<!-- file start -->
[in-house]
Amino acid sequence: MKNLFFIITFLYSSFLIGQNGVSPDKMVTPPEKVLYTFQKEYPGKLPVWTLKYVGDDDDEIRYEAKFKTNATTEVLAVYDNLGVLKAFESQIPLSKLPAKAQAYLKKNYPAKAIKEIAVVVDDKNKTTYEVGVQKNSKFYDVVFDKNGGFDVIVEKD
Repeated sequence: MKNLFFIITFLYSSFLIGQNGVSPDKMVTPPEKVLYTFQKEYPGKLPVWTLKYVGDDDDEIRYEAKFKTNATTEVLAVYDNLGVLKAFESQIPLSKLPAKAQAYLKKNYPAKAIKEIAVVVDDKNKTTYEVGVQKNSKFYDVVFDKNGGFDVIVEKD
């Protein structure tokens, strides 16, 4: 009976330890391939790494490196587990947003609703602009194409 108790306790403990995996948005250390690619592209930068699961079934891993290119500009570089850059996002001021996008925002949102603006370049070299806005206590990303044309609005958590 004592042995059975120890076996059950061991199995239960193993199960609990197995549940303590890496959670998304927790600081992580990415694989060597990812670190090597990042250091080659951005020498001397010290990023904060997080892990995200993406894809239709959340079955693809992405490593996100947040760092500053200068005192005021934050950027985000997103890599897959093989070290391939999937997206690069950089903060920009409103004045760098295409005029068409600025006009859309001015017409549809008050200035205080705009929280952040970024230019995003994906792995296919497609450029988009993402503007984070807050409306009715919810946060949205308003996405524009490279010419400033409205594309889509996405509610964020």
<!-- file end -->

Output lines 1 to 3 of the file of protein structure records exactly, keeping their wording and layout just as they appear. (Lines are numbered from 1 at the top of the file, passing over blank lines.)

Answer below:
[in-house]
Amino acid sequence: MKNLFFIITFLYSSFLIGQNGVSPDKMVTPPEKVLYTFQKEYPGKLPVWTLKYVGDDDDEIRYEAKFKTNATTEVLAVYDNLGVLKAFESQIPLSKLPAKAQAYLKKNYPAKAIKEIAVVVDDKNKTTYEVGVQKNSKFYDVVFDKNGGFDVIVEKD
Repeated sequence: MKNLFFIITFLYSSFLIGQNGVSPDKMVTPPEKVLYTFQKEYPGKLPVWTLKYVGDDDDEIRYEAKFKTNATTEVLAVYDNLGVLKAFESQIPLSKLPAKAQAYLKKNYPAKAIKEIAVVVDDKNKTTYEVGVQKNSKFYDVVFDKNGGFDVIVEKD